|Ottawa Citizen 6 February 1880|
Brockville 4th. It appears that the train which arrives here at 7.40 in the evening is timed to cross the express going to Ottawa at Carleton Place Junction but last evening the Grand Trunk train was over an hour late and the Ottawa train waited for it. After waiting at Carleton Place for some time, the conductor of the express coming south received an order from the train dispatcher to cross the Ottawa train at Franktown. The above train proceeded to Franktown and the conductor and engineer went into the station to receive their orders. The station master was out, he having gone down the track to signal the train coming from the south. The conductor and engineer on coming out of the station house heard the other train coming, when the engineer jumped on his engine and reversed her, but by this time the train from the south was in close proximity and a collision could not be avoided. The engineer and fireman of the express coming south jumped and the two engines came together with a crash. The engine on the Ottawa train was not much damaged but the other was badly smashed, but not bad enough to stop its backward motion. It ran the train back for nearly two miles, the only employee on board being a brakeman who at last succeeded in stopping the train. The night was very stormy and signals could only be observed a short distance. An investigation will be held when further particulars may be expected.
The same account also appeared in the Quebec Saturday Budget of 7 Februaty 1880
Ottawa Citizen 24 December 1926 "Old Time Stuff"
A bloodless head-on collision in snow storm at Franktown, 1880
Engines damaged, but nobody hurt, due to headwork of engineer of standing train in backing up when he saw other train approaching.
On Feb.. 3, 1880, there was a serious train collision at Franktown, on the old Canada Central Railway. The wreck occurred on a Tuesday evening. The following story of the smash will be the read with interest. This story was written by a reader of the O. T. S. from documents in his possession. His story makes interesting reading.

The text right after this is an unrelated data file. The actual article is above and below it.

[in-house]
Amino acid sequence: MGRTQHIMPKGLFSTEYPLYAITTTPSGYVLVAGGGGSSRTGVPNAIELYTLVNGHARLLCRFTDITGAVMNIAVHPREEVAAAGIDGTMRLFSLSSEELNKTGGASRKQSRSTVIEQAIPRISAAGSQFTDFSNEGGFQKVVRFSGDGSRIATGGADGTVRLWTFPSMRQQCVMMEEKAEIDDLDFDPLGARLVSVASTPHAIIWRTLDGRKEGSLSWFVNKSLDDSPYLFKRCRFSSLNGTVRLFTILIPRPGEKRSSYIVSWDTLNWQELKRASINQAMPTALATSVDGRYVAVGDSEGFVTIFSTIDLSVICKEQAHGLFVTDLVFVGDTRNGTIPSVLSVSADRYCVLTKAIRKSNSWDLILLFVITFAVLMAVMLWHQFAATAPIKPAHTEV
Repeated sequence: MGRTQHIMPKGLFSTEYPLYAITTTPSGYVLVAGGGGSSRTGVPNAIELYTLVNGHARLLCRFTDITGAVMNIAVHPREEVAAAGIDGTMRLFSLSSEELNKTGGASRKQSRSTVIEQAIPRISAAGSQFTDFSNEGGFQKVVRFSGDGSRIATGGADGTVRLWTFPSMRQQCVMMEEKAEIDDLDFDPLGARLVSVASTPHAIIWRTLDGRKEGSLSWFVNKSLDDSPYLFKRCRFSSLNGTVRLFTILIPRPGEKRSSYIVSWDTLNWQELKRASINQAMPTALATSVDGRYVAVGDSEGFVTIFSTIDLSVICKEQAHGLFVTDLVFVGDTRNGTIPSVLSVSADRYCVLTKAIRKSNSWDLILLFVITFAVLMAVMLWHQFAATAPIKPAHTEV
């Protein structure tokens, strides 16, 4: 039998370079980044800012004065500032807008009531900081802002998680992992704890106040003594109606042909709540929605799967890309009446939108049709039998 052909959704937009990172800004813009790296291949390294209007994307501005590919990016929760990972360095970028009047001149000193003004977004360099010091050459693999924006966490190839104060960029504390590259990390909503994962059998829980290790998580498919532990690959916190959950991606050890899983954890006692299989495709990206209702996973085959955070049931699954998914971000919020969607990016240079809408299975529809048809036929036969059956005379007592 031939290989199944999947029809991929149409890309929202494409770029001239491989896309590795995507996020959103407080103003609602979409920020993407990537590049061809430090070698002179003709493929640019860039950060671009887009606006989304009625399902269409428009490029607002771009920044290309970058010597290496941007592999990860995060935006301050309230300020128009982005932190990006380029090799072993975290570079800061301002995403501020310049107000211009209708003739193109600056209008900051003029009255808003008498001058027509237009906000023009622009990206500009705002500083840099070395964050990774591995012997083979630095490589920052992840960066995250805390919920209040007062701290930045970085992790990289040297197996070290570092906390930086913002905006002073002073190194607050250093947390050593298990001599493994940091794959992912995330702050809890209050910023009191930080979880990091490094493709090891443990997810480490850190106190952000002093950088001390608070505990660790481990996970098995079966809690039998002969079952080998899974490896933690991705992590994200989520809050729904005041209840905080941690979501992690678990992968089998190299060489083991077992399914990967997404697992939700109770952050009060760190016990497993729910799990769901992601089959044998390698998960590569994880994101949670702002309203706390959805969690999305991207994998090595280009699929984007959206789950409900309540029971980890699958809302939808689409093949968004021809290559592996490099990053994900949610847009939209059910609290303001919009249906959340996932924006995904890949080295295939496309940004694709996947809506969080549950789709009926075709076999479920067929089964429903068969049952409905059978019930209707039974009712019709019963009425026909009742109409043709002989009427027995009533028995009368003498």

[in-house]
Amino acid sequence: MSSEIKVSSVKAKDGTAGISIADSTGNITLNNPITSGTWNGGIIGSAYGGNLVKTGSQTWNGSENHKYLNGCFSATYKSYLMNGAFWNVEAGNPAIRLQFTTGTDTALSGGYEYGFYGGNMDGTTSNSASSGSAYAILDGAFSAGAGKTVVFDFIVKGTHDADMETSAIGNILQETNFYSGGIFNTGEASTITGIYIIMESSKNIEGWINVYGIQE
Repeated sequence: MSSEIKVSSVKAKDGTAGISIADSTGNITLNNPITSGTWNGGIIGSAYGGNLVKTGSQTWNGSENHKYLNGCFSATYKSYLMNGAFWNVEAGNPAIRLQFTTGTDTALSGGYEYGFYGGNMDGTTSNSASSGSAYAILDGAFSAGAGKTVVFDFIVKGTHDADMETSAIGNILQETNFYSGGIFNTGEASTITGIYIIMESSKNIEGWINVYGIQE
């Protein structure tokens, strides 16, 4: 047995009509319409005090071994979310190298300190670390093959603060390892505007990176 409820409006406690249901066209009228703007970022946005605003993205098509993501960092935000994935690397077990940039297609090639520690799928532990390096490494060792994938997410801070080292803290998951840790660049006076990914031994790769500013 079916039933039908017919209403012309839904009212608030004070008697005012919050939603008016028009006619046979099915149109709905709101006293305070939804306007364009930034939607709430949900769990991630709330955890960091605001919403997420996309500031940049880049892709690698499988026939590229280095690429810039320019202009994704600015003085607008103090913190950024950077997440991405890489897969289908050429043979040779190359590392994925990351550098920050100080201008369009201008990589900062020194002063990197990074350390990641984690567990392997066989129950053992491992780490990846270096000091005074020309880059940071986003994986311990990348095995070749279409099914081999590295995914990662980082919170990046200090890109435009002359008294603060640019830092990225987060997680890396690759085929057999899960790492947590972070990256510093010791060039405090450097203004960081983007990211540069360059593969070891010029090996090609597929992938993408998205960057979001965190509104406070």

The south bound train was late and the north bound train had orders to cross it at Franktown. The latter arrived safely through the blinding storm and was standing on the main line, when the south bound train was head rattling along at her usual flight.
There was a feeling of impending doom from the engine crew of the north bound train. This was in the days of hand brakes. Johnson Elliott, who was engineer on the north bound train, reversed his engine and started to back up. This little back-away by the engineer considerably modified the force of the collision.
When crash came.
"The engine truck of Elliott's engine left the track and ran under the end of the platform Elliott's engine continued to back up for a short piece after they struck.
"Elliot and his fireman jumped after they started back and when he saw the other train was not stopping.
"When the trains stopped the passengers on the north bound train discovered the stove pipes down and lamp chimneys broken. The front ends of both engines were pretty badly done up.
"Another engine was telegraphed for at Brockville, and another went from Carleton Place. At about 12 o'clock the passenger and mail on the north bound train will pulled back, the mail, baggage and passengers all being transferred.
Jumped in Snowbank.
"The express messenger of the north bound train was missing at first but turned up. He had jumped and was buried up in the snow bank.
"Nobody was injured in the slightest. Major Elliot of Perth was among the passengers. He was considerably upset at being deprived of the pleasure of hearing the renowned actress Miss Neilson, who played in Ottawa that night.